The Wildlife Garden in December


December began as a very wet and windy month here in South Shropshire as the tail end of a westerly storm came through. This weather did bring quite a lot of birds, sheltering from the wind and rain, to the garden feeders,  including twenty six goldfinches. These birds were also feeding on the lavender seeds around the garden as well as on nyger and sunflower hearts in the feeders. Other species were also feeding on the lavender seeds including blue tits, chaffinches and dunnocks.

House sparrows are a rare sight in this garden and it is always good to see them here. A couple feeding at the beginning of the month soon became a small flock of up to sixteen which was lovely to see.  However common they may be in some people’s gardens I amblogsparrows always pleased to see them here. We are fortunate to have some bird species that other people rarely see in their gardens – in particular tree creeper and marsh tit are regular visitors, so I mind a little less that we don’t see some of the commoner garden birds.

The first week of December continued with quite frosty weather at times but there were damp and misty conditions on other days. There were no mammals around except grey squirrels. Strangely we now have at least three grey squirrels with very short tails – perhaps only a quarter or a third as long as ‘normal’ squirrels’ tails. I am still mystified by this and can find no reference to it anywhere!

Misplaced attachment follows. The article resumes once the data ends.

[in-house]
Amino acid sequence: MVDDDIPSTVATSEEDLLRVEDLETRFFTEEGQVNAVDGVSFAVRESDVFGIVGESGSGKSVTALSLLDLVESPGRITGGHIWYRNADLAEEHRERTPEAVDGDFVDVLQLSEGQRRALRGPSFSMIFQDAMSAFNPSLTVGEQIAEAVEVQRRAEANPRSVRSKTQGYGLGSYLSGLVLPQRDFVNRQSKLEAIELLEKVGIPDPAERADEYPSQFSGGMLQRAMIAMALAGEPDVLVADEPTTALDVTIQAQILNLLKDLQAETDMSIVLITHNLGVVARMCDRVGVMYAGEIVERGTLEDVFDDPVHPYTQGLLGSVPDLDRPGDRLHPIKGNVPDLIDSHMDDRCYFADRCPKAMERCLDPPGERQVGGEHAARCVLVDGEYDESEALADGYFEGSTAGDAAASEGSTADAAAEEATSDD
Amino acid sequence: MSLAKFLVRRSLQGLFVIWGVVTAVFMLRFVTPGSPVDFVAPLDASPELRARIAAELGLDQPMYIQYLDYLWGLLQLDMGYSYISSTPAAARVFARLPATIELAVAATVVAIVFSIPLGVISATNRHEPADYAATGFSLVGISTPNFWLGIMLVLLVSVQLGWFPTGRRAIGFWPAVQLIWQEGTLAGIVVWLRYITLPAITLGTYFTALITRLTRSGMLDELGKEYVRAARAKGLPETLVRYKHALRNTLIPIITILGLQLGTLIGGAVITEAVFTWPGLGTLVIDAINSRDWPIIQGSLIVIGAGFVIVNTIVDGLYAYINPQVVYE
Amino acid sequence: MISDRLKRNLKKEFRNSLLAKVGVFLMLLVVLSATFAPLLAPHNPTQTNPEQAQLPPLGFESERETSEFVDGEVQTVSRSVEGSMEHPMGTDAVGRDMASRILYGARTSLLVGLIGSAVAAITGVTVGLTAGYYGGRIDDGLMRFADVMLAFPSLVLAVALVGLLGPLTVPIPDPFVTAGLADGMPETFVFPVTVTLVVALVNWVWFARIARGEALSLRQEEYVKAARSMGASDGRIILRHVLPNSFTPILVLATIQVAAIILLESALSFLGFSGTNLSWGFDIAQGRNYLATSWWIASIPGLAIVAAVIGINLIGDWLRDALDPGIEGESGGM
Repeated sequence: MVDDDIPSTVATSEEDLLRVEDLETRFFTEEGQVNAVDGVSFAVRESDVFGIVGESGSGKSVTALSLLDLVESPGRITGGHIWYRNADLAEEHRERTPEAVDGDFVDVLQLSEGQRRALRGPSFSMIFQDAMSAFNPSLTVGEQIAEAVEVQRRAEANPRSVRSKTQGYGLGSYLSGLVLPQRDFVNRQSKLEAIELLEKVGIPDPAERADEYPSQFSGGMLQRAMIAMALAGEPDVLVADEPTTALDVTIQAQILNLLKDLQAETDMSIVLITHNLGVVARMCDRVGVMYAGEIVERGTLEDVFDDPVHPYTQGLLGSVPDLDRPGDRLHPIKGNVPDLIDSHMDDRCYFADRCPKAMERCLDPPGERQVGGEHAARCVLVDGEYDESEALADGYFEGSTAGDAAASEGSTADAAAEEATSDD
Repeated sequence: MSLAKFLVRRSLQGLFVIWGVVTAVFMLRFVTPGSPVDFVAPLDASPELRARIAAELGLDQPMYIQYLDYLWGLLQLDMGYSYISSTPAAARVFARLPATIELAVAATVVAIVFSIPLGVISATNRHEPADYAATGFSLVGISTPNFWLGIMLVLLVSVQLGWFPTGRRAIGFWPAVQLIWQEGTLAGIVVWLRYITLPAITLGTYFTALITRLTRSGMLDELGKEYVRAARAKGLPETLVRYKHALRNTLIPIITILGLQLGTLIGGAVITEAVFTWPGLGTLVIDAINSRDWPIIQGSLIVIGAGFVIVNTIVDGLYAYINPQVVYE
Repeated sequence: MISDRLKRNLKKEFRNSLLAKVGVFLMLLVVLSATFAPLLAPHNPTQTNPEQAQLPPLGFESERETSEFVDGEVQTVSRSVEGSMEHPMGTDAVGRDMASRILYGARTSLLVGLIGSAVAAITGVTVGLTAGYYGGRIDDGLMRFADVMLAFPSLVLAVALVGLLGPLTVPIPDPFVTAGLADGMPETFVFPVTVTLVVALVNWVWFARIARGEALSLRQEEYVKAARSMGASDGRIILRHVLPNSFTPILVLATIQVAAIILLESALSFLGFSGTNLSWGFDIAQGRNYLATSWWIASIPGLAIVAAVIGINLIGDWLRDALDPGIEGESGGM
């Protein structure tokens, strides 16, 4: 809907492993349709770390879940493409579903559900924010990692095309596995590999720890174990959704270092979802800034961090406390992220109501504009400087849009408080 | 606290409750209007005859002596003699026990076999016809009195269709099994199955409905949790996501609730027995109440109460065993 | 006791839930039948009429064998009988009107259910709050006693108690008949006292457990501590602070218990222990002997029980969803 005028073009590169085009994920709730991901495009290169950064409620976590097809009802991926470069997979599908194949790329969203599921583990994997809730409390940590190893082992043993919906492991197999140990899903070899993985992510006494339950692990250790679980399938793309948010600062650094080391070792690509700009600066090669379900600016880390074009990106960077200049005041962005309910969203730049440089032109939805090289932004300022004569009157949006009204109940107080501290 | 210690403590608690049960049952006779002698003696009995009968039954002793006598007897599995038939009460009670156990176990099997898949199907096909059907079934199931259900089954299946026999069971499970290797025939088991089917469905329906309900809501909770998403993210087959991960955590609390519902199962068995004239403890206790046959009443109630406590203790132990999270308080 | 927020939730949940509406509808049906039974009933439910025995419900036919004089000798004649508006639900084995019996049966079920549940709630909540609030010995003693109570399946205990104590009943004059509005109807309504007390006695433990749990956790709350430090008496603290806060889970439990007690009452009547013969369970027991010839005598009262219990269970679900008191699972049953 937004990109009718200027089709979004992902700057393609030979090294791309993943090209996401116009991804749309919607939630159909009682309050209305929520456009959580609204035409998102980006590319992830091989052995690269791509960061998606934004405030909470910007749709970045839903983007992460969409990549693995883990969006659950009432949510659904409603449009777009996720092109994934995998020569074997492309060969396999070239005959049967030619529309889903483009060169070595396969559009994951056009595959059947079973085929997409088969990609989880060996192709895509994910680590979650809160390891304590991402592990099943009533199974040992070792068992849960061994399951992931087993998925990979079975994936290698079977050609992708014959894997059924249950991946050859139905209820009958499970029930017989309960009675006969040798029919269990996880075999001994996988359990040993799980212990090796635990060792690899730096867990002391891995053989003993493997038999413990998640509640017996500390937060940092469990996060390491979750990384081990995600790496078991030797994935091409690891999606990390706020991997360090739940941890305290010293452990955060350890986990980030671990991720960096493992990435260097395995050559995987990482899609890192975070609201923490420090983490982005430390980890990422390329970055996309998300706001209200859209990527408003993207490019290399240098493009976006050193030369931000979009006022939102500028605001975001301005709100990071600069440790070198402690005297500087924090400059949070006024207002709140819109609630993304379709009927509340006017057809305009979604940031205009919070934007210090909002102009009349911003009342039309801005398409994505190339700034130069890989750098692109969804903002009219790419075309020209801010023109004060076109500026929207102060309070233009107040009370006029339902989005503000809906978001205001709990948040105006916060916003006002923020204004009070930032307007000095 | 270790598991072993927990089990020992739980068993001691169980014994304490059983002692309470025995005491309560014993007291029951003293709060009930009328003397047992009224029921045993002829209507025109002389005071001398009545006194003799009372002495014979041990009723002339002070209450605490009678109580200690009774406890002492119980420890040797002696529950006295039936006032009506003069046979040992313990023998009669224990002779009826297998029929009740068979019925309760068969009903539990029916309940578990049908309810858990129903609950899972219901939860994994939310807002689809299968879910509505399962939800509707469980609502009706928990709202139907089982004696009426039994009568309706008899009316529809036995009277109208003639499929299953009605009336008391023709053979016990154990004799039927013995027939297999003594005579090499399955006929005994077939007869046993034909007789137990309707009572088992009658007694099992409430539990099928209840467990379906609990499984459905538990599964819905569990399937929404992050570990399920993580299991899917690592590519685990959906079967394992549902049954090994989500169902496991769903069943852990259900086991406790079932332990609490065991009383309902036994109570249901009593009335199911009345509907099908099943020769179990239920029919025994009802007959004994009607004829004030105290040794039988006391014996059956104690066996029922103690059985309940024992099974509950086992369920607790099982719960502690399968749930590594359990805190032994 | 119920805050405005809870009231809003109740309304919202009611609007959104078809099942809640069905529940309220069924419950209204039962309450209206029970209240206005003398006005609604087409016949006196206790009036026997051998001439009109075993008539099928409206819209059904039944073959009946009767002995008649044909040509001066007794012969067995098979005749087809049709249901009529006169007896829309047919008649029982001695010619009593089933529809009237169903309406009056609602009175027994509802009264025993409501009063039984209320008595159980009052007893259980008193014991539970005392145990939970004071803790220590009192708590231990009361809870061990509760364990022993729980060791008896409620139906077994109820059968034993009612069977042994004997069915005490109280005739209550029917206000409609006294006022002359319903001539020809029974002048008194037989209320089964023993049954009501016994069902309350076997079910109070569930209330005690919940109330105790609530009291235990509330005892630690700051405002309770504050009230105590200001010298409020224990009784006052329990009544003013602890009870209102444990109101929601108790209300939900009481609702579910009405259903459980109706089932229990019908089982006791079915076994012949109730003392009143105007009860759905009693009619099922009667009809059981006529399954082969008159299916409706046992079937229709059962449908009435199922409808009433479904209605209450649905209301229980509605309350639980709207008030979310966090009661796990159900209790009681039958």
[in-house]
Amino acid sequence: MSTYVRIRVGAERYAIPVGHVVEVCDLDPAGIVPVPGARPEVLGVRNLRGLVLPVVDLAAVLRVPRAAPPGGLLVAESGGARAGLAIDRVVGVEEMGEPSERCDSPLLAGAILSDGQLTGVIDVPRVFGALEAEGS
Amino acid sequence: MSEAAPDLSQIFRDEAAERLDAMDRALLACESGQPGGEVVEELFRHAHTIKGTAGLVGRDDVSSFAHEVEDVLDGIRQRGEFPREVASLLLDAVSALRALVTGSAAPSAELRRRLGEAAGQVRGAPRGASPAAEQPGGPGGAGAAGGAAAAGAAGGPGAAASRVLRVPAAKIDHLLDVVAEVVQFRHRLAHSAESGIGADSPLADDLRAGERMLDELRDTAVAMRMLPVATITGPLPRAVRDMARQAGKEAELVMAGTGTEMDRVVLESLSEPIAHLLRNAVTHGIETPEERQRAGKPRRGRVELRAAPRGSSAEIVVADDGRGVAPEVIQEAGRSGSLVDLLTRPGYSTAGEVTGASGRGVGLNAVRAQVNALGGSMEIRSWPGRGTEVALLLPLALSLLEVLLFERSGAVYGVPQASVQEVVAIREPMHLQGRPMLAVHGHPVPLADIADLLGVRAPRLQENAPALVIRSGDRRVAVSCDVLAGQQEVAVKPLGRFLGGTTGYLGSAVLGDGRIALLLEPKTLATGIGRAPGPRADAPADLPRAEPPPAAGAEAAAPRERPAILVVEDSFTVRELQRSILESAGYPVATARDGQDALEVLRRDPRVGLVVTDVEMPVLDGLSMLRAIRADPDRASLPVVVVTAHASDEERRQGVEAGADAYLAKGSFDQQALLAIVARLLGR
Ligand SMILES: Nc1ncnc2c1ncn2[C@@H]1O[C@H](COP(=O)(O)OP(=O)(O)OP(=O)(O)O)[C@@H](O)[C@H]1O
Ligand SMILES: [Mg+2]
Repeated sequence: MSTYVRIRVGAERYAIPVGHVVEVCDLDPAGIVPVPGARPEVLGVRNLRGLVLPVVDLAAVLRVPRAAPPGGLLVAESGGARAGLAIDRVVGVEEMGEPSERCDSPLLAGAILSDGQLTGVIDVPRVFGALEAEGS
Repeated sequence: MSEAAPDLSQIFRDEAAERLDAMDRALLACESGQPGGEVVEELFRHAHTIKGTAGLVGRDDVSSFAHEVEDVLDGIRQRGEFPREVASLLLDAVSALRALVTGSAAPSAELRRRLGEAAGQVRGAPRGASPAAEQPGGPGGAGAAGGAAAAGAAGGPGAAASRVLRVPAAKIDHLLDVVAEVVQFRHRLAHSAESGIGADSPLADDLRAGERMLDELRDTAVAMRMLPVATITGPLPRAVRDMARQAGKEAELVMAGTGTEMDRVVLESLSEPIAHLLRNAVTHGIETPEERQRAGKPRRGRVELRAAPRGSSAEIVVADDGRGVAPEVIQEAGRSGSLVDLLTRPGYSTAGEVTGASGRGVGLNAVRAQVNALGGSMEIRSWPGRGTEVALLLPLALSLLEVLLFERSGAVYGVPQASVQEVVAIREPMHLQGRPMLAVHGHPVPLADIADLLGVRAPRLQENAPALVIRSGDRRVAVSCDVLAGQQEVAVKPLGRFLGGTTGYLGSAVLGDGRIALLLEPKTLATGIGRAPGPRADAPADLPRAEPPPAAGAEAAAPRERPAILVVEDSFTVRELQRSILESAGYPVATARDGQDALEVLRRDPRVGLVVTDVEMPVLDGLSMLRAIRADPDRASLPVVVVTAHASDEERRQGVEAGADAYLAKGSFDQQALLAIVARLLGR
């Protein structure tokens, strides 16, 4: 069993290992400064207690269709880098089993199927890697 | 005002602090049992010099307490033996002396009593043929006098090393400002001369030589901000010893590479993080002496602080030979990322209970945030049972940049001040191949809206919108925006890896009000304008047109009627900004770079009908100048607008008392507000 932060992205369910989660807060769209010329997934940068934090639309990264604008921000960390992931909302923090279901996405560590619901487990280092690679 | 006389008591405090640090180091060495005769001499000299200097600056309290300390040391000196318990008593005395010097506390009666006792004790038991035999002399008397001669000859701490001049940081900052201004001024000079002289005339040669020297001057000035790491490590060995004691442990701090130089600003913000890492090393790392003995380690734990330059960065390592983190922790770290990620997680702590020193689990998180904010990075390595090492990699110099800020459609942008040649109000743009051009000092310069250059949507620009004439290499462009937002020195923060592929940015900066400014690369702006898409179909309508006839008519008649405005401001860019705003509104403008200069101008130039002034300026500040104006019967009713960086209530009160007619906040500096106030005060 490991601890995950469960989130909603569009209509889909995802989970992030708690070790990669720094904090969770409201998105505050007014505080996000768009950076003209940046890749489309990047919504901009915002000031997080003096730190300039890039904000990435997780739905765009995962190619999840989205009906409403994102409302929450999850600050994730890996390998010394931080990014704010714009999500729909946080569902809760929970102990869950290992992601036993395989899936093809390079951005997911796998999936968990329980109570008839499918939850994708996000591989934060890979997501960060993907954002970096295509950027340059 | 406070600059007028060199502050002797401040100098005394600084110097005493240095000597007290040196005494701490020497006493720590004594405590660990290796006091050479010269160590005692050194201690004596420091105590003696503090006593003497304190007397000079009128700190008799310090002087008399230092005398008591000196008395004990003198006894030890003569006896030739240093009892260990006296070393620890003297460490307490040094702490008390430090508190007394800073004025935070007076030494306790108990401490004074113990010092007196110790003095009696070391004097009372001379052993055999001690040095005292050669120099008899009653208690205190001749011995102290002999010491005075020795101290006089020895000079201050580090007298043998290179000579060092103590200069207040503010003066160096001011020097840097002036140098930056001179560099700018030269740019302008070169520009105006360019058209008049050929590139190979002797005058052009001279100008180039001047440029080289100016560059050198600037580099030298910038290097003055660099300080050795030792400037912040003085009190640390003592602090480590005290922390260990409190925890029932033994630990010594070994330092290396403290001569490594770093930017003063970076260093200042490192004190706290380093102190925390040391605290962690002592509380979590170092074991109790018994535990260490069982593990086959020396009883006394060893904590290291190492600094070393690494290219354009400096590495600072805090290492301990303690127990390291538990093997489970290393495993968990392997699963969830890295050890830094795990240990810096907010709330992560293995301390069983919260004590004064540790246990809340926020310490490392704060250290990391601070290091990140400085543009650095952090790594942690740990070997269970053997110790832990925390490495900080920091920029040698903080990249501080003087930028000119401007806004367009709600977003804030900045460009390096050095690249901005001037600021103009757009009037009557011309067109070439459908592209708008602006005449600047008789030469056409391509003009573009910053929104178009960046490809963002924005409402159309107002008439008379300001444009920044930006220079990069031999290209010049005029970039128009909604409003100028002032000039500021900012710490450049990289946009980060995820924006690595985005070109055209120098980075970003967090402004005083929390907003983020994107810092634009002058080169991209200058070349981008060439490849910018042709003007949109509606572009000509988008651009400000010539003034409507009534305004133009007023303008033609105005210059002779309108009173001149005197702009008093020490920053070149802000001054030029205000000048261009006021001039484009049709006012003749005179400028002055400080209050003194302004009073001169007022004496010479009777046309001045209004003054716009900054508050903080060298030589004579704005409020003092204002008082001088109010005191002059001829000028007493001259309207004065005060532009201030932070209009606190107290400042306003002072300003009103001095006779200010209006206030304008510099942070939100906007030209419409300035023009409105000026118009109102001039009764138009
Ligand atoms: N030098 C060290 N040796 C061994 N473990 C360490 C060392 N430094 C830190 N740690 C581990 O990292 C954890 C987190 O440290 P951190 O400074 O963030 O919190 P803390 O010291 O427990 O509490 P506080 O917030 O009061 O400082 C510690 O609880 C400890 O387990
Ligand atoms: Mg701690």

As the month continued goldfinches still dominated the feeders in wild and windy weather. On several nights foxes were heard courting in the field nexblogbfincht door, an eerie, screaming sound that never fails to make my blood run cold.  Large numbers of fieldfares were soon feeding in the orchard on fallen apples, making a lot of noise with their ‘chacking’ calls. I spent the third week of the month not at home but in the Cotswolds. Here the weather was very cold and frosty and there were enormous flocks of fieldfares around in the countryside, plus redwings and bullfinches were feeding on the berries of Pyracantha in the garden where I was staying.

The fieldfares were mainly feeding on hawthorn berries or finding invertebrates on the local grassy sports field.  Back home in Shropshire all our hawthorn berries had been eaten by the end of November, but there were still plenty to be found in Gloucestershire where these lovely thrushes were finding lots to feed on.  On returning to South Shropshire the garden was rather quiet as all the food in the bird feeders had been eaten. Fieldfares and chaffinches were still in some abundance though as there wasbloggoldie plenty of natural food in the garden for them, especially apples for the fieldfares and a few redwings. Once the bird feeders were restocked, goldfinches were back in abundance along with several siskins – one of my favourite birds. As the weather turned a little milder there seemed to be almost a hint of spring in the air, and a song thrush singing from the woodland next door on the 1st of January , made me remember that spring really wasn’t very far away.


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